Villains: Cats to Admire (Not Defend) by Mistheart

Mistheart shares their opinion on the status of villains in the series.

Artwork by MossclawArt

Hello! Mistheart here, but you can call me Cloudy. In this article, another copy and paste from my Wattpad version (yeah, I’m Nightshadow over there), I will be explaining why villains are cats to admire, but not defend. Hope you enjoy!

Hello, Nightshadow here with her third article on Why Everything is Totally Normal in Warriors. In this section, I will be explaining why villains are cats to admire, not defend. Now, if you read Warriors for enjoyment and put every villain on your least favorite characters list, like me, then villains might not be here to admire. However, if you enjoy the prospect of having ambitious, cruel villains like Tigerstar to dramatize the plot, then villains are cats to admire.

Despite this, I’ve read several articles trying to justify cats like Mapleshade and Scourge and their actions because of their dramatic, tragic backstories. Now, before I begin, I want to clarify some things. First, what is a villain?

According to Google, a villain is (in a film, novel, or play) a character whose evil actions or motives are important to the plot
According to Google, a villain is (in a film, novel, or play) a character whose evil actions or motives are important to the plot. Now, with this in mind, it should be clear that villains are evil and should not be meant to be justified in any way (except for fun, through true redemption series, such as Longtail), as most of their actions can be explained through redemption arcs or point of views but cannot be truly justified.

How can we tell this? Think about, say, Tigerstar. Although nobody really tries to justify him due to his terrible actions and lack of any explanation… Wait, let’s stop there for a moment.

In terms of defense articles for villains, cats like Tigerstar and Ashfur typically don’t have one as their evil actions are extremely influencing the life of Clans and that they have a lack of a strong explanation for their actions. Meanwhile, cats like Mapleshade and Scourge are fairly minor villains and have strong, tragic backstories clearly explained through lengthy books and dramatic point of views, like Mapleshade’s Vengeance and The Rise of Scourge.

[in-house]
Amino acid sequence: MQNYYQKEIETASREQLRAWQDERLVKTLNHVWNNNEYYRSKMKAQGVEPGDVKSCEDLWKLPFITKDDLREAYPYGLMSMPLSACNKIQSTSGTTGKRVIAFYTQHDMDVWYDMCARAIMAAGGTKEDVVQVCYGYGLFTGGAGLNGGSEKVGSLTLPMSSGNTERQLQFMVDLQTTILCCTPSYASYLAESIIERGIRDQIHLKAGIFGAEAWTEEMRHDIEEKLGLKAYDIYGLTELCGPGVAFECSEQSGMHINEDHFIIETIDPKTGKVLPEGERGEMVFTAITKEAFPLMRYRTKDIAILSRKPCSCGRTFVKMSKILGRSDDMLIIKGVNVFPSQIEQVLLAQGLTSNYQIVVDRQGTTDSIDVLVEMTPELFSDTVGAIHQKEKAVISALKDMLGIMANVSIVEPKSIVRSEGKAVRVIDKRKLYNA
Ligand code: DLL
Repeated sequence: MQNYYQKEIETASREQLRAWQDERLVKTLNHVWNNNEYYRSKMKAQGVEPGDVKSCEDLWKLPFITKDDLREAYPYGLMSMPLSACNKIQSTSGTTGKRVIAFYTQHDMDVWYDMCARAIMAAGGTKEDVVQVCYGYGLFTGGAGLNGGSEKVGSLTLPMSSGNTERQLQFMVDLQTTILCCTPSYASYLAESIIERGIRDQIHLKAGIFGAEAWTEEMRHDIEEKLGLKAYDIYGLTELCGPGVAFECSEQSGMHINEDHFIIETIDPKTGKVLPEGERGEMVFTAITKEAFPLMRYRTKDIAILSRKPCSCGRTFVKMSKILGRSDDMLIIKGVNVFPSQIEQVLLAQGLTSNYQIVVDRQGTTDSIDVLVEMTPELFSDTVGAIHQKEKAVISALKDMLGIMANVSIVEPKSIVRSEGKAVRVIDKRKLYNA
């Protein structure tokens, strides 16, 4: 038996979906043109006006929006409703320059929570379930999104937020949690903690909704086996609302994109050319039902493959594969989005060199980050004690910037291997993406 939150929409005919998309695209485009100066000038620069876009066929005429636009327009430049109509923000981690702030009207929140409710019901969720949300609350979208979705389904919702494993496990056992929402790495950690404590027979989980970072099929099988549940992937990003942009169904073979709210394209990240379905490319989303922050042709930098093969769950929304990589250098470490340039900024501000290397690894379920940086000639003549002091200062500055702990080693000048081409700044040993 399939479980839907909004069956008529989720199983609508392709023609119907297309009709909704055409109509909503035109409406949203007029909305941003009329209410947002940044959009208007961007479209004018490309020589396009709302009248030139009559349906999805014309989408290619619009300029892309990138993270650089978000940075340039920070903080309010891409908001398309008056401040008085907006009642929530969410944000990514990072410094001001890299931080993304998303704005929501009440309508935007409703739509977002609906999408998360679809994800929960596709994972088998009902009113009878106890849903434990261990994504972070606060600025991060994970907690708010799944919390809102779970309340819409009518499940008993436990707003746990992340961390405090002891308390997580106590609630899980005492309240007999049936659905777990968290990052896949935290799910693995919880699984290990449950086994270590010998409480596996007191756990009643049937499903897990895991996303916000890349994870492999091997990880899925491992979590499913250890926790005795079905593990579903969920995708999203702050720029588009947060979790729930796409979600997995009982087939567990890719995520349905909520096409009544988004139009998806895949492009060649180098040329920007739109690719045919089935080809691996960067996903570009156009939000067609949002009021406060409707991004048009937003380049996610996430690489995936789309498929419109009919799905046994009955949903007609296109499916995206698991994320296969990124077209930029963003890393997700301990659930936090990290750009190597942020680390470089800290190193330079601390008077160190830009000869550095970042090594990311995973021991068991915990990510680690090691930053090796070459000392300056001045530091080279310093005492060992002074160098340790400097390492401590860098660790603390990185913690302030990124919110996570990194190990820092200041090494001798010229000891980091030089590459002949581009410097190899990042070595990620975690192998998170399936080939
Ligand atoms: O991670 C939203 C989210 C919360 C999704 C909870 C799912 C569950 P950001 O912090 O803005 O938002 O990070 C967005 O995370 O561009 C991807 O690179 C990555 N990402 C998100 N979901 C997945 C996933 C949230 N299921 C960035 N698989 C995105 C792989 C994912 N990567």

Being honest, no villain should actually try to be justified unless for fun. Mapleshade, Scourge, Tigerstar, Thistleclaw, Ashfur… although all may have different motives and commit different actions, they all have the same motives to support the cruel and destroy the Clans. Although some may have more darkness in their hearts than others, and some desperately try to redeem themselves after death while others continue their cruel plots (eyes Snowtuft and Juniperclaw), all have committed terrible actions in life and are near impossible to justify.

Of course, unless for fun, I believe that it isn’t necessary to try and justify a villain. They’re called villains for a reason… Oh, we should stop there for a moment. Some people try to justify villains because they have a reason to support their motives. Take Mapleshade as an example. She faced a tragic, cruel life — nobody can deny that — however, although actions can be explained through such redemption arcs, they cannot completely be justified. For example, you may argue that Mapleshade deserved the Dark Forest.

Honestly, think about it this way. It would be cruel to force a character in an area where they don’t want to be. However, nearing the end of Mapleshade’s Vengeance, when Mapleshade arrives in the Dark Forest, she was truly glad that she appeared there, as there were cats there who understood her. With this in her mind, she cruelly trained cats to kill each other to make them stronger warriors, and eventually launched an attack on the living Clans. Also, even when she was alive, she wasn’t necessarily good or perfect. For example, she killed Ravenwing at the Moonstone, which would be considered a dishonor to StarClan and a dishonor to Ravenwing as well, as he is a medicine cat. Also, she killed Frecklewish for being understandably angry, though the latter did neglect three kits in pain and therefore broke the warrior code. She also tried to kill Reedshine, a pregnant queen, out of pure jealousy, and same with Sandstorm that eventually led to Spottedleaf’s death in the Great Battle.

Therefore, we can conclude that, while villains are interesting and for some, enjoyable and even inspiring characters to read about, their purpose is not to be justified, but rather enjoyed as who they are — villains! ~ Cloudy

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